Healing the Whole Self Although the roots of food addiction are as varied as people, the treatment is always the same: healing the whole self — mind, body and spirit. Many food addicts have a psychological dependence on the brain chemicals triggered by addictive foods. They have an emotional relationship with food. Chocolate is one of the most addictive foods because it boosts opioids and the feel-good chemical serotonin. Small amounts are OK, but addictive foods can become an unhealthy lifeline, a tool in an emotional survival kit. For many people, addictive foods are like an alcoholic beverage is to the alcoholic. It takes away the stress. It stops the world and lets us get off. It’s an escape and a refuge. Eating addicting foods becomes an automatic response to unwanted feelings. Abstinence may be the only path to recovery. But food addictions can be tougher than a drug or alcohol habit to beat because people have to eat to survive. “When you’re an alcoholic, you lock up the liquor and keep it away in a cage. Food addicts still have to deal with their addiction, three times a day,” Cifaldi said. Although abusing food can damage the brain and body, repair and recovery can happen over time and with less exposure to the 46 hiltonheadmonthly.com

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toxins and chemicals in hyperpalpable foods. Cognitive therapy can help. Exercising and eating more nutrient-dense foods — foods Cravings that contain the most microtypically nutrients, phytochemicals and last 15 other health-promoting comminutes; pounds — also promote detox. the key Foods have the power to harm is to wait but also the power to heal. Food addicts, especially those who love their sweets, may feel withdrawal symptoms for three to six weeks, but as each week goes by, it gets easier. Be prepared. Unconscious cravings are quick: It takes only 30 milliseconds for the food addict’s brain to queue up a craving for cheesecake. Cravings typically last 15 minutes; the key is to wait them out. Living in an environment of abundance like the U.S. and following a nutrient-dense diet does not mean sacrificing taste. It doesn’t mean having to become a vegan or swearing off animal products, either. Individual tastes are different, though most people will get addicted to hyperpalpable foods like Doritos. And like any highly addictive drugs, most people must make a conscious choice to avoid them. M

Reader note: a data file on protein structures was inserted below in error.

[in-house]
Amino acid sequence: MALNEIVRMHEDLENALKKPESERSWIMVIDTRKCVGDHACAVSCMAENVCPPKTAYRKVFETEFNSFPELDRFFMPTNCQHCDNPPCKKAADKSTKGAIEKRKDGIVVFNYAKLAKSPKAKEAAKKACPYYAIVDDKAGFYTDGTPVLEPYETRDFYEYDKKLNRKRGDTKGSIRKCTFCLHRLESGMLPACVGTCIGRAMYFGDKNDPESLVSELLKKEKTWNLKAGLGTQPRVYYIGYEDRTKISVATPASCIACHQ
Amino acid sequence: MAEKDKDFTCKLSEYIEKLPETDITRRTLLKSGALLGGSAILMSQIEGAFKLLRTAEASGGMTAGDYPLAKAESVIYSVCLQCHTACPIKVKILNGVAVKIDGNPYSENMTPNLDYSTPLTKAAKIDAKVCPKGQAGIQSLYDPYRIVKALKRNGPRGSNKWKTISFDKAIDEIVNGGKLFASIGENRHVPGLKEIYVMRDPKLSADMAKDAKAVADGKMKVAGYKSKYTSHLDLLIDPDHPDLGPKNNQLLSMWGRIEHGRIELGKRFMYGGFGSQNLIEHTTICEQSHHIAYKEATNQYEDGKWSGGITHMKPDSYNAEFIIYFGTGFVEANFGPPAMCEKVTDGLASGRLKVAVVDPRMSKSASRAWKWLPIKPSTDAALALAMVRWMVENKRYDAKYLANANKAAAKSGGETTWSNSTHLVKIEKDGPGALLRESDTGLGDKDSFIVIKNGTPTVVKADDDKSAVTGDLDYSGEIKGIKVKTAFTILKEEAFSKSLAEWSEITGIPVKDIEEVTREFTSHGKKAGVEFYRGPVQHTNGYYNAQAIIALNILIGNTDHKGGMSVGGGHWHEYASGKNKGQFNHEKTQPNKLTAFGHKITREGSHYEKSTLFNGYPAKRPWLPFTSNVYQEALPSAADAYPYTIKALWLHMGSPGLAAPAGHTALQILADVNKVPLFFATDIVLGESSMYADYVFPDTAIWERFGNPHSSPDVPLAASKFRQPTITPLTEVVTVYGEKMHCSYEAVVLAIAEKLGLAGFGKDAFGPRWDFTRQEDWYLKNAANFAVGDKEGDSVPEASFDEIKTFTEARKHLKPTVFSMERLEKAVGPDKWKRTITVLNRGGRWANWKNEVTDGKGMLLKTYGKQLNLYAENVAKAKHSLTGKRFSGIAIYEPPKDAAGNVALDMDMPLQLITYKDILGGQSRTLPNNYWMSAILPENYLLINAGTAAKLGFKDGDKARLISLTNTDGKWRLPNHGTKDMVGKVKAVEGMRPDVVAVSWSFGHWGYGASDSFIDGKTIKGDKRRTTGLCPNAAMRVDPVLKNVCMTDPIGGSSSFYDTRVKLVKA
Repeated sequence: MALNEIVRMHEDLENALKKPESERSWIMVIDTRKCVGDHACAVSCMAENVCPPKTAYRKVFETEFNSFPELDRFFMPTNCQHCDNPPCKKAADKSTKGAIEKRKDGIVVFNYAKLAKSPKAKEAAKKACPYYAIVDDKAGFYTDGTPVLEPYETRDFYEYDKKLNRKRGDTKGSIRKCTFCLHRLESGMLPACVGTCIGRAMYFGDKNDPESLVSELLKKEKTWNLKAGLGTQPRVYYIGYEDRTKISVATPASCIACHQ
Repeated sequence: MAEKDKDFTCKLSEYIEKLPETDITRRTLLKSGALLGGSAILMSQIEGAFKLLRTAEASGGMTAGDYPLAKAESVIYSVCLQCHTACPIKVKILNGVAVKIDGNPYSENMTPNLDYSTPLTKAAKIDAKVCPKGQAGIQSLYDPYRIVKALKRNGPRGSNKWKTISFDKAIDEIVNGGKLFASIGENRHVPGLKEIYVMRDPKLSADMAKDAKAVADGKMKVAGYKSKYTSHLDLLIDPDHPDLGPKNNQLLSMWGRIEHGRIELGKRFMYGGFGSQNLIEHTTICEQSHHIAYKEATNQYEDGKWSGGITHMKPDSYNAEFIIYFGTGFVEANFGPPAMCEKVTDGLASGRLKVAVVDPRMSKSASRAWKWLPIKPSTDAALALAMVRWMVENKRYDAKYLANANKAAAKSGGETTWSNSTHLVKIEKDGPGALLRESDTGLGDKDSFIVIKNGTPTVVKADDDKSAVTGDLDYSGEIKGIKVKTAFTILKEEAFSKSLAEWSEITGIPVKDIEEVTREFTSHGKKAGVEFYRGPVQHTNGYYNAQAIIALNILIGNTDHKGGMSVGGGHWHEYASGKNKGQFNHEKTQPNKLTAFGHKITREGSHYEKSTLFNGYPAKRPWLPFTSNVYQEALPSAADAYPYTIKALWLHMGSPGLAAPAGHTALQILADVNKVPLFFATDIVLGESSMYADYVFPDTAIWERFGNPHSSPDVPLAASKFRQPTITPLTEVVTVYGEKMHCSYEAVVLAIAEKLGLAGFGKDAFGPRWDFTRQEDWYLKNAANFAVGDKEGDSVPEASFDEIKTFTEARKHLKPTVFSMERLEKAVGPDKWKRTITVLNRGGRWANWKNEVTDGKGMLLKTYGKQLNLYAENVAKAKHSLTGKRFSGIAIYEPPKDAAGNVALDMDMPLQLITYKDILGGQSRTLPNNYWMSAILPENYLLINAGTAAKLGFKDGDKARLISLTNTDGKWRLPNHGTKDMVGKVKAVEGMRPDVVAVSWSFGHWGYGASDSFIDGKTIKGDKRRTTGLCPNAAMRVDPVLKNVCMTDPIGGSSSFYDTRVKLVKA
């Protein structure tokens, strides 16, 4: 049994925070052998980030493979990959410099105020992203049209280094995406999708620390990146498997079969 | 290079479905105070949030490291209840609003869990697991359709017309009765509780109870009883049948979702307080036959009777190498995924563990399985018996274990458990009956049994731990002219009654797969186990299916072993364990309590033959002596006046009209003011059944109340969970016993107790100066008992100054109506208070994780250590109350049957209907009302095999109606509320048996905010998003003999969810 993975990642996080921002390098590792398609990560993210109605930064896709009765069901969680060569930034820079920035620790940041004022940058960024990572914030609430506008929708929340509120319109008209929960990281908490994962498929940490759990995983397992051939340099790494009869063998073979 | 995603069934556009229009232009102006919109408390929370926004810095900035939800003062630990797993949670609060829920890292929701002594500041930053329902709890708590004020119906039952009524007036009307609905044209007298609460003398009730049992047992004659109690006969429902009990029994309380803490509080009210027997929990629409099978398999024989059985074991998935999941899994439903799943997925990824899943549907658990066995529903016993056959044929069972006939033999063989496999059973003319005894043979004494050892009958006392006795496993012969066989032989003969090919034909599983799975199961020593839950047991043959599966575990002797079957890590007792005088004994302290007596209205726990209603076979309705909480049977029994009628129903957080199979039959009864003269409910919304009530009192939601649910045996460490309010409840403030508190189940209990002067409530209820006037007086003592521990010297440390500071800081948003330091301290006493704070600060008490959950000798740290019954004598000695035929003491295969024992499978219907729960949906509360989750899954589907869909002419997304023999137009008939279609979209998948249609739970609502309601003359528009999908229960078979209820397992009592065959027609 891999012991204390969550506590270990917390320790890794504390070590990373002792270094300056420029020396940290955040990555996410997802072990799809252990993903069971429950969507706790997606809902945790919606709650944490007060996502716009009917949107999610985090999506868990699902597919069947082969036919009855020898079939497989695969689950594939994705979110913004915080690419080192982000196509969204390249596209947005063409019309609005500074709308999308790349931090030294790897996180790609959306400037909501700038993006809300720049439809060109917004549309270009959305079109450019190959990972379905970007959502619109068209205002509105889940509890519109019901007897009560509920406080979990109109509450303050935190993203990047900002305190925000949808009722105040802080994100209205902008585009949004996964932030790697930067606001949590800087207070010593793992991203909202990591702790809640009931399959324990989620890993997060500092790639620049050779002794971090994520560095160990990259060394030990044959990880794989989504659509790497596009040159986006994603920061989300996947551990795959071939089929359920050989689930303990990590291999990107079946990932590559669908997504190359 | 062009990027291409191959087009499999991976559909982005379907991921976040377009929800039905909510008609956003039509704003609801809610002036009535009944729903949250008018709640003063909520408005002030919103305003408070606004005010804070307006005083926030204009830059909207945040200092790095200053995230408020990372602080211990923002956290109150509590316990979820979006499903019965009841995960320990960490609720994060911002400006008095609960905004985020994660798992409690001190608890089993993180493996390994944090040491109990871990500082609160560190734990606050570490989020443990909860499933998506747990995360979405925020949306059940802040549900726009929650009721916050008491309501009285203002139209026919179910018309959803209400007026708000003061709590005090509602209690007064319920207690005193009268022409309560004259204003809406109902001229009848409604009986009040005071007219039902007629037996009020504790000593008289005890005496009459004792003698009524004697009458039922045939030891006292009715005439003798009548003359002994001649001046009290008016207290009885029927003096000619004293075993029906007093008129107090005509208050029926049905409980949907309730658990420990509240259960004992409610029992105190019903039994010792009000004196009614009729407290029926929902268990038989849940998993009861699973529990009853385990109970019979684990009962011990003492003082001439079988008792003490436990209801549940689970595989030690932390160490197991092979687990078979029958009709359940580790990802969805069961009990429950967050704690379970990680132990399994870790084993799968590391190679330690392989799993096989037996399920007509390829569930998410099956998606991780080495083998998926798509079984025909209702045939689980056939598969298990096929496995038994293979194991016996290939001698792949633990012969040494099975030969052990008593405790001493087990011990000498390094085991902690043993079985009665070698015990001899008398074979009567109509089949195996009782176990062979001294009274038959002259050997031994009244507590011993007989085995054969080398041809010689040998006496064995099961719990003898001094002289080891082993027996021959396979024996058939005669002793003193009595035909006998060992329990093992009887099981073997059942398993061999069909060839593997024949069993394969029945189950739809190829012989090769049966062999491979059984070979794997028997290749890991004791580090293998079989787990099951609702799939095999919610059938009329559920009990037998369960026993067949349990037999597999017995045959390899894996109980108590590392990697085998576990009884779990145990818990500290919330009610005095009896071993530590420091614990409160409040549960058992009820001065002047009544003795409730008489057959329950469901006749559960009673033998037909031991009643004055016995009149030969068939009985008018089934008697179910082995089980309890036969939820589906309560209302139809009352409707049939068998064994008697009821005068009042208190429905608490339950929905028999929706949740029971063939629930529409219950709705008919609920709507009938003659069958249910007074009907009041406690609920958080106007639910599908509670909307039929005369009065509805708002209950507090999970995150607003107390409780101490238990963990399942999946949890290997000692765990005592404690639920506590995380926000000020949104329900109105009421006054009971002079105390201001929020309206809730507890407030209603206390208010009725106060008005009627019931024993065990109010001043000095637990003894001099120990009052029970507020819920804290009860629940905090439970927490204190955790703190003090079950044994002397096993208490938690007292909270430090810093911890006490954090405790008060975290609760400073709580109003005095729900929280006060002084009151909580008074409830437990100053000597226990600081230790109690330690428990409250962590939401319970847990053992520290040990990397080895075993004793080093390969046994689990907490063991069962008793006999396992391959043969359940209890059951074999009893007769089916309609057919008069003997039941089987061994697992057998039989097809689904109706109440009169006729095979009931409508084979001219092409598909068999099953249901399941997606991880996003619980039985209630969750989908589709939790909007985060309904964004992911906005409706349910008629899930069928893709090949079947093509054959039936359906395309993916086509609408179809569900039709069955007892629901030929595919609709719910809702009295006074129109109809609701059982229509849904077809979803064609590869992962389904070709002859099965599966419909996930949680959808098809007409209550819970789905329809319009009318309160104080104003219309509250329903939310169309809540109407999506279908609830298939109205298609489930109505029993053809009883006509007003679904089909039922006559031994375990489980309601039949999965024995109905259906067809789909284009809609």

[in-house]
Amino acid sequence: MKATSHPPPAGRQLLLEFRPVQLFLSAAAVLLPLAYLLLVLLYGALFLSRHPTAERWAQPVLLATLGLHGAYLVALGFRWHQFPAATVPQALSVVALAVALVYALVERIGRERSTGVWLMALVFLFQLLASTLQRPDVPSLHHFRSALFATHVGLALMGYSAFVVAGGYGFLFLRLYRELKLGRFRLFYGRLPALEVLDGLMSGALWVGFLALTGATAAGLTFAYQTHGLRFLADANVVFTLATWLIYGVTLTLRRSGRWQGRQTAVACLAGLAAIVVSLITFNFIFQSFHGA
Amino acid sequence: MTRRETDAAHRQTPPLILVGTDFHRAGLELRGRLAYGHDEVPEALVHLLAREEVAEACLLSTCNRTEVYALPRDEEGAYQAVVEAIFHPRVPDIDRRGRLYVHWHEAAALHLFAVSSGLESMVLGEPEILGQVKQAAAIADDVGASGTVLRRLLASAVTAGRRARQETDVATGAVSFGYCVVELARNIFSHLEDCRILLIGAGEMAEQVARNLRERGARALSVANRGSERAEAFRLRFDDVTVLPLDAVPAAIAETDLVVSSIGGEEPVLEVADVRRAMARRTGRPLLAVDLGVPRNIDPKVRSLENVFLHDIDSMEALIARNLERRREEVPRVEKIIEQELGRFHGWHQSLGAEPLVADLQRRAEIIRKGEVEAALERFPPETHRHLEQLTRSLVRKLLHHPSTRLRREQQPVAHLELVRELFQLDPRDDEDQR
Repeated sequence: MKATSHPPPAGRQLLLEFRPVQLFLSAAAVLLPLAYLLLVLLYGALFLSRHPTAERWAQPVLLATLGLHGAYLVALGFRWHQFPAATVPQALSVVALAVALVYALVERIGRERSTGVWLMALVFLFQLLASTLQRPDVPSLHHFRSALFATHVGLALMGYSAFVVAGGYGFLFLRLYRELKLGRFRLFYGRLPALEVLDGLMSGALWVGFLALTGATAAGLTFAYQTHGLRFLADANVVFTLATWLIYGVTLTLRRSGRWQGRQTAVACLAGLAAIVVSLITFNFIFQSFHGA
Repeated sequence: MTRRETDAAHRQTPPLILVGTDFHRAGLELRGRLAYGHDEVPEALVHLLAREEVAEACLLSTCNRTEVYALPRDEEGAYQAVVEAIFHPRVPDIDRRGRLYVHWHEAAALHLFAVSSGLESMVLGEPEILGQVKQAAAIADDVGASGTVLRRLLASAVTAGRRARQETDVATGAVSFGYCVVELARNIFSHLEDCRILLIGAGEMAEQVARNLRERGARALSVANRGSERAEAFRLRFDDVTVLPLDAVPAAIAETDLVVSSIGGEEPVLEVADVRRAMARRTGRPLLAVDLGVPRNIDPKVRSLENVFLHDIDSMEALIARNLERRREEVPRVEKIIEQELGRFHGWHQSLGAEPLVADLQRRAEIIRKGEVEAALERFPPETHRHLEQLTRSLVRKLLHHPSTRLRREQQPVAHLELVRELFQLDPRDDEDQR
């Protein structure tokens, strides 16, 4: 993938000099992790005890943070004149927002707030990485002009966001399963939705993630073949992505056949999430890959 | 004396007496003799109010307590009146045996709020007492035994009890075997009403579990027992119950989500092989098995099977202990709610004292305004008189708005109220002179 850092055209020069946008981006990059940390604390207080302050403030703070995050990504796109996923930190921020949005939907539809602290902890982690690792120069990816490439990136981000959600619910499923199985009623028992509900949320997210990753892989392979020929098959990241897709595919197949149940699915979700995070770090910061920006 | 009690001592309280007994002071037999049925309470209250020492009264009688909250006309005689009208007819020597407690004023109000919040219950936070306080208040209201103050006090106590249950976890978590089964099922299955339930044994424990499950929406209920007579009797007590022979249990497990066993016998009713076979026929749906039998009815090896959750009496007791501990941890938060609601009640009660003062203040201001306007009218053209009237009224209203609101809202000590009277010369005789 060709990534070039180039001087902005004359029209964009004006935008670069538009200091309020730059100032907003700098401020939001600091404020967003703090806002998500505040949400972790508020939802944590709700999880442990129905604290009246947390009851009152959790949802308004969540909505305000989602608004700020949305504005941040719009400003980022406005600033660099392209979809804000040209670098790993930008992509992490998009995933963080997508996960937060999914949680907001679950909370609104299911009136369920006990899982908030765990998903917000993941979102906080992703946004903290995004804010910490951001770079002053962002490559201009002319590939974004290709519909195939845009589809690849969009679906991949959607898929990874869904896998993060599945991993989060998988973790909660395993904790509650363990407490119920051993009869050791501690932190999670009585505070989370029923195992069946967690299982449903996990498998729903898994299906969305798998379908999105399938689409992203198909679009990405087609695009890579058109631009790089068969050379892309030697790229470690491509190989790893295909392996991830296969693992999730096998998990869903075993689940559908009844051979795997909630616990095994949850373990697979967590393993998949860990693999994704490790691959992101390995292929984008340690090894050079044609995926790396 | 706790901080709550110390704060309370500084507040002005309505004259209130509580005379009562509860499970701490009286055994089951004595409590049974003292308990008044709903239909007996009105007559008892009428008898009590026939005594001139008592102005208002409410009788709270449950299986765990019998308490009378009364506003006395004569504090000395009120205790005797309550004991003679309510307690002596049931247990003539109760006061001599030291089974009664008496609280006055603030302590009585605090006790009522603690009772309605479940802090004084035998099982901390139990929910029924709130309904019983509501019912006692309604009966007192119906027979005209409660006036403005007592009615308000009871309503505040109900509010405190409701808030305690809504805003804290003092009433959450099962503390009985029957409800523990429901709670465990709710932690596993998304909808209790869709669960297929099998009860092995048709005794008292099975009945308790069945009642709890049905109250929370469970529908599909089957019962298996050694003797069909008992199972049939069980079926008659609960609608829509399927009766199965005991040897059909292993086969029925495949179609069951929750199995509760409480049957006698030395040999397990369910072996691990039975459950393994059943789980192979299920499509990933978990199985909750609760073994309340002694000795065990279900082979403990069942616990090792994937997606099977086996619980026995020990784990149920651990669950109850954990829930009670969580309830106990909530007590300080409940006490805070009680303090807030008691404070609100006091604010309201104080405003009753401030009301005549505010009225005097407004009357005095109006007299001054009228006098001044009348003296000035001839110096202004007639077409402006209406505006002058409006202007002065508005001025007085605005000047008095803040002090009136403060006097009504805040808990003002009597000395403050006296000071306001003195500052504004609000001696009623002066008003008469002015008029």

HILTON HEAD HEALTH RENOVATIONS The completely renovated TRUE restaurant opened in October. A new a la carte menu features healthy, delicious options like lobster tacos, California pizza and a variety of fish and poultry dishes. TRUE is one of the early phases of the new development. Indigo Spa was finished in February. The brand-new, 2,812-square-foot spa offers more than 50 different services for guests. March 2015 47

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ENVIRONMENTAL CHANGE IS ACCELERATING. IS HILTON HEAD ISLAND PREPARED? BY TODD BALLANTINE

Every morning, the misty sun ascends in rosy solitude above the eastern horizon of the Atlantic Ocean. Few will see the first rays of sunlight seep across the beach, slow as a sea turtle, and then thread into the low dunes and up the facing tree line and rooflines of Hilton Head Island. Nature awakens with a hush, the grand ritual of daily renewal. There will never be another sunrise, nor the same beach or colored sky, exactly the same as on this day, for the nature of nature is change. This immutable law is a wonder, and yet, the supreme challenge for all. Change, like growing old, is hard to accept and impossible to avoid.

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Paleo-humans migrated to the Atlantic barrier islands in search of game. Fossil evidence shows this game included mastodon, giant ground sloth, bison and even camel. Fossils and sediment samples prove that during the Ice Age, the sea level receded 70 miles offshore and was hundreds of feet lower than today. All that changed as the climate warmed; the sea level has risen hundreds of feet due to natural causes and manmade impacts since the Industrial Revolution. I can attest to the effect of this change in sea level, more obvious in the past decades. In 1963, as a teen visiting Hilton Head Island with my family, I walked across sand flats more than 400 yards wide off Port Royal Plantation — the point historically